ANDY: Pop Music Not Pills. © said...

I am a former student at SAS and left in 1959.

Just wondering if you remember our school song that has lyrics:

1. "mighty undertaking here, up and on"

2. "hearts courageous scorn defeat"

Lam Chun See said...

Tim. Your teachers did right to warn you to keep clear of the Kallang River. If you had fallen in, you were unlikely to be attacked by crocodiles. More likely you would be overwhelmed by the stench of dead chickens, pigs and other animals.

Did you know that the Kallang River that flowed by your school flowed through my kampong which was just a few km upstream? We kampong folks used to call the Kallang River, "Dead Chicken River"? Full story here.

Anyway, there was one year when there was widespread flooding in Spore and we were warned to lookout for a crocodile that escaped from a crocodile farm in nearby Lorong Chuan.

Tim said...

Brian/Tess - When it came to secondary education, we were packed off to boarding school in England. My parents were concerned that the service schools would be too rough. That shows how naive they were about boarding school!

Andy - No I don't remember the school song. It was a happy time, though, and over too soon. My regret is that I didn't keep in touch with any of my new friends.

Chun See - We were definitely warned about crocodiles, but I don't know if it was just a one-off. Anyway, something had to eat teh dead chickens!

Erwin said...

"My theory is that children are children, the world over, and they are attracted to each other regardless of race."

I like this one a lot! :)

Lam Chun See said...

Absolutely right. Look at this picture and you have to agree.

Erwin said...

--> Chun See.

If only there was a button where I can press "Like" on this blog. :)

PChew said...

St Anddrew School produced very good boxers and often won inter-school competition in the 50s and 60s. I wonder if there is still a boxing class in the school now.
I was a scout in Raffles Institution and I participated in the signalling competition held in St Andrew School ground in 1953.

alex said...

Hi Tim,

A little update of your "Driver" Tan Wah Tin.

Wah Ting retired as "transportation Section" Charge hand. I guess the position name is not unfamiliar for you.

He was later he supervisor of all the drivers, which are the van drivers, MD's personal driver, all the forklift drivers.

Wah Ting like to drink, and whiskey (Black Label)is his love. Unfortunately, when he retires, he literally drinks to his last day. He passed away about 5 years after retiring, from hardening liver.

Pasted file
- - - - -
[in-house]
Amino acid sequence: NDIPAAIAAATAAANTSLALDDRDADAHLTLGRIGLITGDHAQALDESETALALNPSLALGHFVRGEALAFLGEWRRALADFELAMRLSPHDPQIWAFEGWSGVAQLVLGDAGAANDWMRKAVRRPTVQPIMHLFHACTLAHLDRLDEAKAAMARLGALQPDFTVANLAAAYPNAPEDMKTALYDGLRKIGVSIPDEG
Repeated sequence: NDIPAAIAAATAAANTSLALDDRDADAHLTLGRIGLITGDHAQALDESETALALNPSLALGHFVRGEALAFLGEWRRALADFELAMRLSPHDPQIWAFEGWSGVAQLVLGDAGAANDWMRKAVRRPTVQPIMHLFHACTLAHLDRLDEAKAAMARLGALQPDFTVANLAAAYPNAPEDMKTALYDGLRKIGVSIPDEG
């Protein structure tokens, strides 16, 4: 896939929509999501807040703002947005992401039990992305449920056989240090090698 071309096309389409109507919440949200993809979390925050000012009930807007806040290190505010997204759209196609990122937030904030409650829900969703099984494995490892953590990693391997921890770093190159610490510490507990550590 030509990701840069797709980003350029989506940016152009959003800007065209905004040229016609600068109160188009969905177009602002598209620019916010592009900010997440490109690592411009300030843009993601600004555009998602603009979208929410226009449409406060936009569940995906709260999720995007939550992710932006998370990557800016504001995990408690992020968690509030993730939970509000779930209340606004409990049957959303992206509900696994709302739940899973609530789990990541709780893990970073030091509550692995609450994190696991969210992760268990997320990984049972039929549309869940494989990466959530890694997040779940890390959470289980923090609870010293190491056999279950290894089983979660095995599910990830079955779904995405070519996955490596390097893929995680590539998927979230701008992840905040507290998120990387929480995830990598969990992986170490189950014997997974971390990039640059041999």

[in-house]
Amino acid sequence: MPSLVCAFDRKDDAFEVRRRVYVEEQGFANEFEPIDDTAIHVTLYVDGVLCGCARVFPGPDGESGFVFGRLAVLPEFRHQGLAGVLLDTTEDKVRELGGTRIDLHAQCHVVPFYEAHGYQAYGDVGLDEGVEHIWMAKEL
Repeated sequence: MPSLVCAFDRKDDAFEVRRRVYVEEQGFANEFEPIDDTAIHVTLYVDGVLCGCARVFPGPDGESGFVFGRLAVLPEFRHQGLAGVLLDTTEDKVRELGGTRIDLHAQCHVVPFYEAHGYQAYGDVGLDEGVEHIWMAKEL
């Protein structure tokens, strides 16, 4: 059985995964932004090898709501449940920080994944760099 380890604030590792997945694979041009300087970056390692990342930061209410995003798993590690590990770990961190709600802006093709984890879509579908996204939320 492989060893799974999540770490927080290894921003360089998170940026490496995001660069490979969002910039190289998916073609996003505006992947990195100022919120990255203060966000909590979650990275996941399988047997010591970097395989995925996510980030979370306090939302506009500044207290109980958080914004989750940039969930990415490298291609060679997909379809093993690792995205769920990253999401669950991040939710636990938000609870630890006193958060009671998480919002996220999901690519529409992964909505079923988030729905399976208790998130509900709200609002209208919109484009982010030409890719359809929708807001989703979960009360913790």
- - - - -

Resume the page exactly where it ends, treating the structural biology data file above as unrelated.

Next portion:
I remember Wah Ting as a cheerful and easy going person, well liked by his colleagues.

He was thin and dark in complexion, darken form his days standing under the sun supervising the drivers, loading and unloading the cans.

Another page from the days of MB.


Tim said...

Hi Alex

Thank you for this update. I'm sorry to hear that Wah Ting passed away, but it sounds like he died with a smile on his face. Yes, I remember him as a cheerful guy, as were the other MB drivers. How old was he? He must have been 70+.

alex said...

Hi Tim,

Wah Ting passed away in his 60's. That was like over 10 years ago.

I was told most of his former colleagues were there to send him off, including all his former "transport pool" drivers.

"Transport" is managed under "Distribution Department", and that was the MB structure.

Happy New Year :)



leaflet distribution said...

There was one season when there was wide-spread racing in Spore and we were cautioned to search for a crocodile that runaway from a crocodile town in regional Lorong Chuan.

Business to Business Sales said...

No shock I assume that you finished up in a assistance university. On being sent overseas all mom and dad concerned about interfering with their kid's knowledge and dropping touching with the UK system.

Tim said...

Hah ha! I won't tell you where I ended up! It wasn't University!

My parents always did what tey hought was best for us, and on reflection I guess the Naval Base School was the best option. It was a lot opportunity, though. It would have been interesting to be educated alongside young Singaporeans.

Tim said...

Always check spelling before posting. try again:

Hah ha! I won't tell you where I ended up! It wasn't University!

My parents always did what they thought was best for us, and on reflection I guess the Naval Base School was the best option. It was a lost opportunity, though. It would have been interesting to be educated alongside young Singaporeans.

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Kaye Stevens said...

Hi my husband John Stevens when to Saint Andrews from around 1955 till 1968.He played rugby and a lot of other Sports,for which he won many trophies he is always telling us about the things he got up to as a boarder at the school,and would love to catch up with some of his old friends from there,as he lost contact with them when he migrated to Australia in 1969.
PS. He had a good laugh about the crocs in the river dead chickens more like it he said hope to read something from some one soon have a great New Year

Maurice Chew said...
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Maurice Chew said...
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Maurice Chew said...
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Maurice Chew said...

I was at St Andrews from 1957 to 1969. The guy that was
in charge of rugby was Yee Teck Peng . St Andrews was notorious for the rugby matches with ACS and Raffles At the time.
I remember the Tuck Shop overlooks the school field and is beside the Boarding house . There is now an Olympic size swimming in front of the tuck shop. The whole place had been revamped and is called St Andrews Village/ it now houses the primary , secondary classes and the junior colledge.

Ben Lee said...

Kanye Stevens, my name is Ben Lee . I left the Saints & boarding house in 1960 . Was there since 1953. I have the House photos from 58, 59 & 60. How old was John in 1960? Ben.